Yes, the Civil Rights Movement taught us whites that racism is bad. But, by leaning on the Civil Rights and Voting Rights Acts, we whites could ease our collective moral conscience by proclaiming racism was gone without ever having to collectively face our history of racial terrorism, enslavement, and genocide. And we still avoid collective responsibility today. Yes, we say racism is bad. But who is responsible for it? That is a question we whites like to keep a question. You think I’m wrong? There is no national holiday or date where whites have ever truly apologized for the horrific sins of slavery, Jim Crow, and lynching. Not in the Emancipation Proclamation, not during Reconstruction, not with the passage of the Civil Rights and Voting Rights Acts, and not today. In 2008, Rep. Steve Cohen of Tennessee issued an apology from the House of Representatives for slavery and Jim Crow. However, I’m hard pressed to believe its shared conviction when my own state of Alabama creates laws protecting Confederate Monuments (the Alabama Memorial Preservation Act), yet has no legal proceeding to remember those lynched by Confederate veterans—in 2017! Today, we Southern whites prefer our romantic stories of an Antebellum South like Gone with the Wind, to have our weddings on old Southern plantations, and tell ourselves the Confederacy was never about slavery, all the while denying the damning truths hidden by these stories, places, and beliefs. (The Confederacy was about states’ rights: a state’s right to keep their slaves. Check out the Mississippi Declaration of Secession) Racism is a fiction that continues to thrive today. And like all good fiction, the narrative must evolve and develop as time goes on. Thus, the fiction continues today, and so too does its violence and trauma.

Why deny and resist learning the whole truth of our history if there is not something to be afraid of? Deny, resist, and give into fear is exactly what I’ve done. It’s why my question haunted me at the EJI’s opening ceremony. I’ve buried my nose, mind, and heart in historical texts about America’s darkest sins yet have never garnered the courage to ask my relatives about our family’s history in Wetumpka. I’ve treated the movement for racial justice as an intellectual debate and political quandary, but never as a struggle for the soul. And I realized this as I sat there, watching a video of a black family visiting the site in Louisiana where their forefather was lynched. And I wondered, what if my forefathers enacted the lynching? Or watched, celebrated, and shared with family about the good time they had? Not in Louisiana, but maybe Alabama? This question haunts me because I want so desperately to leave this past in the past. And yet, how can I fully love my black brothers and sisters and fully aid the struggle for racial justice as a white male if I cannot face my own history of racism? How can I love and join in justice if I habitual deny my own direct relation to racism’s past? The question why must I remember? held up a mirror that reflected my own denial, revealing I was unconsciously maintaining racism just as I was attempting to dismantle it.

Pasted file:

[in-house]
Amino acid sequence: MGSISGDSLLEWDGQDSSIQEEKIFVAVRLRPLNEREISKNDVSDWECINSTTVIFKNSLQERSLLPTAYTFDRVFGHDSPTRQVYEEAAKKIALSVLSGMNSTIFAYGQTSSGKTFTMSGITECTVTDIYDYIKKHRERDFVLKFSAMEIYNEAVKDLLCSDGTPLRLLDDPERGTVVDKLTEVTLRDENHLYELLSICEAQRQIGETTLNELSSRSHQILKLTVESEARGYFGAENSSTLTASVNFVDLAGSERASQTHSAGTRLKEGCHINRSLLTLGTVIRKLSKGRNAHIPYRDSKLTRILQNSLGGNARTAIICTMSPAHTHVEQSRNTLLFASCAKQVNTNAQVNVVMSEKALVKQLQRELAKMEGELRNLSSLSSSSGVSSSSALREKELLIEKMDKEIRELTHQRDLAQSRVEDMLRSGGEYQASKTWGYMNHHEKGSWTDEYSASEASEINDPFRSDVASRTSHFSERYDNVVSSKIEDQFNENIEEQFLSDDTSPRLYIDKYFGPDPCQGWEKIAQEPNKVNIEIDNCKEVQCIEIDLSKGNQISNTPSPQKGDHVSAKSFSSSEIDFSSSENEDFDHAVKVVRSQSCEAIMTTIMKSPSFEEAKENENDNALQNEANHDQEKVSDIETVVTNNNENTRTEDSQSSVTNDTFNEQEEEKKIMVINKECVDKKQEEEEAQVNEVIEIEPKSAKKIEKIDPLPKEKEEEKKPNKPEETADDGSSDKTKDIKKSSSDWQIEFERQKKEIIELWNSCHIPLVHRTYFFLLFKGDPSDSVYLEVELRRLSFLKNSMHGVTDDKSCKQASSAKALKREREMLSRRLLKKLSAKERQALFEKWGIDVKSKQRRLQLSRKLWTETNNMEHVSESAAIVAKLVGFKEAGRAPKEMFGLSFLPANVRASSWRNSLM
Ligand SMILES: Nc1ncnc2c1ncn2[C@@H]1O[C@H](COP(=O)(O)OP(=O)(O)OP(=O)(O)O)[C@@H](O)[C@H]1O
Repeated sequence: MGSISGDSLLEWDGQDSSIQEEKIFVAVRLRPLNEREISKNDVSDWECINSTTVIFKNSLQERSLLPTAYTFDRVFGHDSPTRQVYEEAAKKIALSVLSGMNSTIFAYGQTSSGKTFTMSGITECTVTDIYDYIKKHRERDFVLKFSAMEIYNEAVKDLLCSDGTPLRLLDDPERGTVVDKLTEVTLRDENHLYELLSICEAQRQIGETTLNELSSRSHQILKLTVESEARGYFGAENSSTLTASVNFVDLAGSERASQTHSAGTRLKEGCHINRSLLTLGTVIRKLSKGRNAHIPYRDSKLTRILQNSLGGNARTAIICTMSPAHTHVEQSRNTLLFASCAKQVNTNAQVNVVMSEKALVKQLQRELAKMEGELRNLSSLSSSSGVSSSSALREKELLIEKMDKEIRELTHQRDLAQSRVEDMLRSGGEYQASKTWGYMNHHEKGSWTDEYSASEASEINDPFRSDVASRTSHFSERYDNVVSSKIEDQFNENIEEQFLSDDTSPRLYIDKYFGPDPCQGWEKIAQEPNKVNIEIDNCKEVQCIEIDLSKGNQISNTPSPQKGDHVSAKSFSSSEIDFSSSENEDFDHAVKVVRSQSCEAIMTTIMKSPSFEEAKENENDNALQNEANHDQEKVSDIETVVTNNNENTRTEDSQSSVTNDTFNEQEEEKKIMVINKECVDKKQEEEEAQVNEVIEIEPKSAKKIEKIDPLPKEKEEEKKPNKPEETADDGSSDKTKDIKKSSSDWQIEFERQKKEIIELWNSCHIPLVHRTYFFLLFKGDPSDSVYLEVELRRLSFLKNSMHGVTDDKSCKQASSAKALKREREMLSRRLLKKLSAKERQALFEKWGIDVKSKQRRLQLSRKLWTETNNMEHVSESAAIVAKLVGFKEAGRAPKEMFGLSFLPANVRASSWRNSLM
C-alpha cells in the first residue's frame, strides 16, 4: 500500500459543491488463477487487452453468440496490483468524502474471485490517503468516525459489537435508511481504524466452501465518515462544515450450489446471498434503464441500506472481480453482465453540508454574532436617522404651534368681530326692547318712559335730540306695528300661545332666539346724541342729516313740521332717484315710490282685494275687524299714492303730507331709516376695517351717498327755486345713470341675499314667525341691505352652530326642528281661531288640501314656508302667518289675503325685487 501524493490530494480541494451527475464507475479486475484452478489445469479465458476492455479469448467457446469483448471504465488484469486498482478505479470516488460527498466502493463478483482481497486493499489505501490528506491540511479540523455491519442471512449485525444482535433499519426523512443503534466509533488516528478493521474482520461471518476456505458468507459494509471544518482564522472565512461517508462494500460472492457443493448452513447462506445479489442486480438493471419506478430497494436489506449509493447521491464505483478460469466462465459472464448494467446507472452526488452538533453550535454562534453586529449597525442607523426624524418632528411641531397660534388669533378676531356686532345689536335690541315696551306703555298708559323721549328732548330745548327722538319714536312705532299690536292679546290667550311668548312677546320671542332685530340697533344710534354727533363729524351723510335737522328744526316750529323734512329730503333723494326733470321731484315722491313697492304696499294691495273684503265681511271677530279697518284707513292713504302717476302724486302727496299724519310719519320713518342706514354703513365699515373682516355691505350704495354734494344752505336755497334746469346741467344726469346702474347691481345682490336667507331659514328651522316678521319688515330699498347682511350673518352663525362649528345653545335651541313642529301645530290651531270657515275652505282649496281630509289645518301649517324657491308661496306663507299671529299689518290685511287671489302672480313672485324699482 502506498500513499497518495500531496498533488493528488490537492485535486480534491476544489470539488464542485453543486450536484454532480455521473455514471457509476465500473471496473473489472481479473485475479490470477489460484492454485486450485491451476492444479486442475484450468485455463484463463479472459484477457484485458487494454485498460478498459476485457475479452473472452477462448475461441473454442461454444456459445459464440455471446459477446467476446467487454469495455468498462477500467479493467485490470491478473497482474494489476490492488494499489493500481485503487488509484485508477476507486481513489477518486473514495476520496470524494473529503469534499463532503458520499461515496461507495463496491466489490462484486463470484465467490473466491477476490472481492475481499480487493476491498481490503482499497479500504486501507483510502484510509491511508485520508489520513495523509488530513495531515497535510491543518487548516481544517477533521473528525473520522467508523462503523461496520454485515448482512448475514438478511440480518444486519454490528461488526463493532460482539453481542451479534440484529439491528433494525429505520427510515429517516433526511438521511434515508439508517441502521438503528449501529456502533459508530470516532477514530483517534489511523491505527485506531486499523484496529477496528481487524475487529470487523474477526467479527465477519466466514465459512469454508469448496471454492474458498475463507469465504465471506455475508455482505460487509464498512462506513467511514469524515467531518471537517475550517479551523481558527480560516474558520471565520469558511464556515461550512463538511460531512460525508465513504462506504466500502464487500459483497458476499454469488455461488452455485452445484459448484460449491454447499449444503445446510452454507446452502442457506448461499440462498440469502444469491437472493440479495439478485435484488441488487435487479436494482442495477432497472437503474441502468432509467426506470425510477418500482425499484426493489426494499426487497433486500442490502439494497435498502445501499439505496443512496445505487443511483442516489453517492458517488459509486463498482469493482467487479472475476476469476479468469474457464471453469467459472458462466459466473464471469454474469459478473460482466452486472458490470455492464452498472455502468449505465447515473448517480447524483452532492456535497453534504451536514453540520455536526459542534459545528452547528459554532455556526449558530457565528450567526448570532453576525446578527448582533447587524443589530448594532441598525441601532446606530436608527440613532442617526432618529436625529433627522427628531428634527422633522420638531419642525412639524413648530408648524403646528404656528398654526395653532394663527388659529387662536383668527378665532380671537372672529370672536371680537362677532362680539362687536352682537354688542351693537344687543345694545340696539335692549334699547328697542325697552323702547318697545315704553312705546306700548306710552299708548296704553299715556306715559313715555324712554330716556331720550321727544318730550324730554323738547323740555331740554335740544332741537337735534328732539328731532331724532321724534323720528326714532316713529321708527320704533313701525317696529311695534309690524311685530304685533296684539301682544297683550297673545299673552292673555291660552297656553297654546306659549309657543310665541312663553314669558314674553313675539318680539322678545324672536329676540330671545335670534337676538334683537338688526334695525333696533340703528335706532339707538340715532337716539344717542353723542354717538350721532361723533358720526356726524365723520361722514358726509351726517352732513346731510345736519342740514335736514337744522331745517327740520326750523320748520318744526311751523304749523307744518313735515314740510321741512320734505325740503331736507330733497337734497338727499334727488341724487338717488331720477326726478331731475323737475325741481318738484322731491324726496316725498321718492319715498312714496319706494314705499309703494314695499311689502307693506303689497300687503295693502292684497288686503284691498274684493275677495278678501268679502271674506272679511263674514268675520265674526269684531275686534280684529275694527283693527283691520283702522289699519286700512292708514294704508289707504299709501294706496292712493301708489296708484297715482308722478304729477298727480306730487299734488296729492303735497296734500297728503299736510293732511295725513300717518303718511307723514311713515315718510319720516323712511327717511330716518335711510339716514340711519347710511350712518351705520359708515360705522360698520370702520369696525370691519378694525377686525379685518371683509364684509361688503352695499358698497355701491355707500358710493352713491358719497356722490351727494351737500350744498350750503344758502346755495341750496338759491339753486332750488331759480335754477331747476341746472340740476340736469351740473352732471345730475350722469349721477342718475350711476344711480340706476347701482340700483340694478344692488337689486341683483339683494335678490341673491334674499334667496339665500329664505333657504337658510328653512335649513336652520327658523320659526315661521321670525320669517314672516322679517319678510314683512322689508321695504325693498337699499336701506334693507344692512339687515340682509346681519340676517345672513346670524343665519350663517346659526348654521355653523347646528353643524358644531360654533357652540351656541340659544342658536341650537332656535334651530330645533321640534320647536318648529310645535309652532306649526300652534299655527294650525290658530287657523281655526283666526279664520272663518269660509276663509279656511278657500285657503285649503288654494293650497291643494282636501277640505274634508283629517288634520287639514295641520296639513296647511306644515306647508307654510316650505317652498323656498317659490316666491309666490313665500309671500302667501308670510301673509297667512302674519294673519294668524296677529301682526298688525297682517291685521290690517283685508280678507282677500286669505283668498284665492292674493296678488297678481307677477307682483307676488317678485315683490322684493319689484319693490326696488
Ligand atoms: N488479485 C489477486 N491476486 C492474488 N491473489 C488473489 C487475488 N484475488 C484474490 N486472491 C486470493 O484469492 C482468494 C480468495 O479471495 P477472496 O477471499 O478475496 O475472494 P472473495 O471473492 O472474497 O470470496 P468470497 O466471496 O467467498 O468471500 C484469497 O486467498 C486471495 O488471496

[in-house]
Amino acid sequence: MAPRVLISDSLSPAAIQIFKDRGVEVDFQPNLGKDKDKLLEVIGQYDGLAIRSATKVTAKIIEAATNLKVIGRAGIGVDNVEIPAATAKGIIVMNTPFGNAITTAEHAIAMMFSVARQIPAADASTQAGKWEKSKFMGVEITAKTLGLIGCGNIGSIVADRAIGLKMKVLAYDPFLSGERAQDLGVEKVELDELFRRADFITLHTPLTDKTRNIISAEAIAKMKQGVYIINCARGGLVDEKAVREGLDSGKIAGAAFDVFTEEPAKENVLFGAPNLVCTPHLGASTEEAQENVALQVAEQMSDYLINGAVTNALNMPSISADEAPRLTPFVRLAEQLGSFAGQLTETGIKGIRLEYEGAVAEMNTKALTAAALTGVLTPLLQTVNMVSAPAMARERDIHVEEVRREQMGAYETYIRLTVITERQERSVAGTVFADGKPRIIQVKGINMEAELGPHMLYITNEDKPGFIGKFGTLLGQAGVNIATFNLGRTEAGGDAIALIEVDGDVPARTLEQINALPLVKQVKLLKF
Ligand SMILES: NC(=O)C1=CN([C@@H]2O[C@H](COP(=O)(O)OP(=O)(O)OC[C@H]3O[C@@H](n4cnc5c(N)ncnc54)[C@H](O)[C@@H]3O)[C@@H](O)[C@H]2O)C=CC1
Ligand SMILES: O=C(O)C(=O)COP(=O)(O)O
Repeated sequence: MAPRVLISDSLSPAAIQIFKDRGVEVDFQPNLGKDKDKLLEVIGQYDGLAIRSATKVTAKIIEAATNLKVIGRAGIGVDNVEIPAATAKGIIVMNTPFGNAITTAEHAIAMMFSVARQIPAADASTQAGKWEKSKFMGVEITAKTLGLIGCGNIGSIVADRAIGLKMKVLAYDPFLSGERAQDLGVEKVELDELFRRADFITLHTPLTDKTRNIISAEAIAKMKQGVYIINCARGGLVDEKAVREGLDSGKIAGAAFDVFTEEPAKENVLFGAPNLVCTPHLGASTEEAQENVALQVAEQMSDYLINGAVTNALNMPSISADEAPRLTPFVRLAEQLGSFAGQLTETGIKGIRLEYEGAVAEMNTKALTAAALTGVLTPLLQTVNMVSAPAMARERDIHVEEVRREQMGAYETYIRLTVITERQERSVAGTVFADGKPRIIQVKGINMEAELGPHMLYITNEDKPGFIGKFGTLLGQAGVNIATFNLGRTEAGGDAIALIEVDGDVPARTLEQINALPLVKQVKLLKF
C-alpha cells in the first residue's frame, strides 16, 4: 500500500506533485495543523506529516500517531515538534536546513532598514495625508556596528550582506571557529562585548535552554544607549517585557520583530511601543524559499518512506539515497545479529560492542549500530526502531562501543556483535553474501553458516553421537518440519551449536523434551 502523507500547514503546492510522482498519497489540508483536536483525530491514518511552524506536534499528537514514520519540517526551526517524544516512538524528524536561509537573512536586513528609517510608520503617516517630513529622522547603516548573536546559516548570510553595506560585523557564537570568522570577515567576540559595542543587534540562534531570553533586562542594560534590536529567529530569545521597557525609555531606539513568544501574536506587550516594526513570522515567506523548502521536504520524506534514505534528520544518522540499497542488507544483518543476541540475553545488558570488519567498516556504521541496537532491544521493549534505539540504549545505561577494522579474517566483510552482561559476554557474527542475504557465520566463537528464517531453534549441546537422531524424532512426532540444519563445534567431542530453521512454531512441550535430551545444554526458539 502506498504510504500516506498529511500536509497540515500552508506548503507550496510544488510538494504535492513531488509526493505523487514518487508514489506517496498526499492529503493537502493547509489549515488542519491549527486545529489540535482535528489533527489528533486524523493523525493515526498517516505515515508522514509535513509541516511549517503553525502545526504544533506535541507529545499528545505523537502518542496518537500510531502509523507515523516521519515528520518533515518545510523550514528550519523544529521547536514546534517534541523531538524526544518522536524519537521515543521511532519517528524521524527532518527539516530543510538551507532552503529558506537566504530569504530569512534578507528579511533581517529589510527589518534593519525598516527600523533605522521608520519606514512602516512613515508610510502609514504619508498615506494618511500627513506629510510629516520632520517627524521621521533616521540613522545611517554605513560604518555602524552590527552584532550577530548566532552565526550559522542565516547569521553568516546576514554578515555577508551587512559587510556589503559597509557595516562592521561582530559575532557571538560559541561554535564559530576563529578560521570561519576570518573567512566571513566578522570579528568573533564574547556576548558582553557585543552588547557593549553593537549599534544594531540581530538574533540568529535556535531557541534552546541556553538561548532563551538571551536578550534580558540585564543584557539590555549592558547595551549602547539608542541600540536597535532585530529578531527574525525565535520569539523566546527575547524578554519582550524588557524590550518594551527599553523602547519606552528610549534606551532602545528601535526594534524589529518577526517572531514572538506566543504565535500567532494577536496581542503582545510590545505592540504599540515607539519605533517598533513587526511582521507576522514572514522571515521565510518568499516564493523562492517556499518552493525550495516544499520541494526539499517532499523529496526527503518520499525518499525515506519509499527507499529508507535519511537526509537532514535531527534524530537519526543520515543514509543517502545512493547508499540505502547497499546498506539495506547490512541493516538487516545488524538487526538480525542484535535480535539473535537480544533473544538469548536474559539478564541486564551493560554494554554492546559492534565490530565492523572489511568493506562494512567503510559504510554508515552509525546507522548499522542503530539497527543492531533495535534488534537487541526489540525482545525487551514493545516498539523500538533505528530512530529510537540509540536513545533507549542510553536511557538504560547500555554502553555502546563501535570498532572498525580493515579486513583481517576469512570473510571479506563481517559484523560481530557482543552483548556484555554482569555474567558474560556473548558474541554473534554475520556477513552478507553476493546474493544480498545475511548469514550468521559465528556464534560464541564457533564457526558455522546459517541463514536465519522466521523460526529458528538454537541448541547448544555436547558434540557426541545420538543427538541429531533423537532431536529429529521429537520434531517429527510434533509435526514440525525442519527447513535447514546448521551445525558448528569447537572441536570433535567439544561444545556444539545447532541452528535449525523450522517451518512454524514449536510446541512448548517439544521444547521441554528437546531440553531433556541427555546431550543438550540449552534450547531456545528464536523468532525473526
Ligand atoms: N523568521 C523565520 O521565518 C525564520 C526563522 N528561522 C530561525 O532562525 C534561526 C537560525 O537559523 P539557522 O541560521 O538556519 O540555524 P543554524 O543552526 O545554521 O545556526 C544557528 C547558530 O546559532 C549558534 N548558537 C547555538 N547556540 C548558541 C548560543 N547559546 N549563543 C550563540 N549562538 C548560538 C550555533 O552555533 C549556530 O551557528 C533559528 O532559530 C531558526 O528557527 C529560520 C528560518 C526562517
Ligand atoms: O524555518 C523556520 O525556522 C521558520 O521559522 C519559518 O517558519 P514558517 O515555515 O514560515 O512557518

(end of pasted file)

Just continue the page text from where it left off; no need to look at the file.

The question remains: why do I need to remember America’s legacy of lynching? Whether I acknowledge it or not, American lynching has defined part of who I am today. I cannot deny this part of me if I wish to strengthen the struggle for racial justice. Because if I’m honest, I strain against this part of me, this racist inheritance, through my own indifference, condemnation, and hopelessness. For I am the great-grandchild of white ancestors who moved along after witnessing the lynched black man swinging in the tree. An oppressive history I was taught to deny. An unconscious lesson learned by my white family’s collective silence on this horrific sin. But despite our attempts to “forget,” lynching occurred, and no one escaped unscathed, pure, saved. Thus, I must remember our history of lynching if desire to be different; if I am to help dismantle white supremacy; if I am to discover how I may be white and non-supremacist.

Learning to be white and non-supremacist is about more than just furthering racial justice. It is also about redemption. Redemption is discovering a new way of life; a life that is life-giving rather than death-dealing. Though being white and non-supremacist is perhaps an unattainable ideal, it is a hopeful ideal nonetheless—and hope has always birthed and strengthened the struggle for love and justice. I must be clear: my thoughts on redemption are not to decenter the essential importance of non-white people’s lives in the work for racial justice. It is to say however that we whites carry our own traumatic history related to lynching. Not a history as victims and survivors. Rather a history as oppressors and murderers. When we whites begin to face the truths of our history, the shame of such realization threatens with hopelessness. But hopelessness is a choice. So too is hope. We can courageously choose hope only when we embrace our history with love. Love always seeks the truth so that it may love better. Love remembers the whole truth of history, and from these truths teaches us how to love better. Love is a verb, and thus redemption is found only through our active loving—both our non-white brothers and sisters and our own white selves. Therefore, it is not enough to just know our history. Hope and love are found when we allow history’s truths to change our present.

The importance of love means racism cannot be healed through politics and institutions. Fixed, maybe. But healed from the soul? Never. Racism is a matter of the heart and soul, not institutions, because racism’s roots are fear and hatred expressed through violence. True, racism is manifested in the institutions and structures that make our country run. But racism is only there because we white folks put it there. And it doesn’t matter how “progressive,” “woke,” or “non-racist” you are as a white person. As long as we whites focus strictly on policy yet ignore the racism of our own communities, schools, places of worship, families, and especially our own souls, the fear and hatred that nurture racism’s violence will forever be present. This is not to deny the importance of political efforts. It is to say however that we whites, especially we progressive whites, escape the hard truthful examination of remembering through politics and blaming other whites for racism. Our blaming other whites is our own form of racism. We maintain racism by choosing to see the splinter in our brothers’ and sisters’ eyes while denying the log in our own.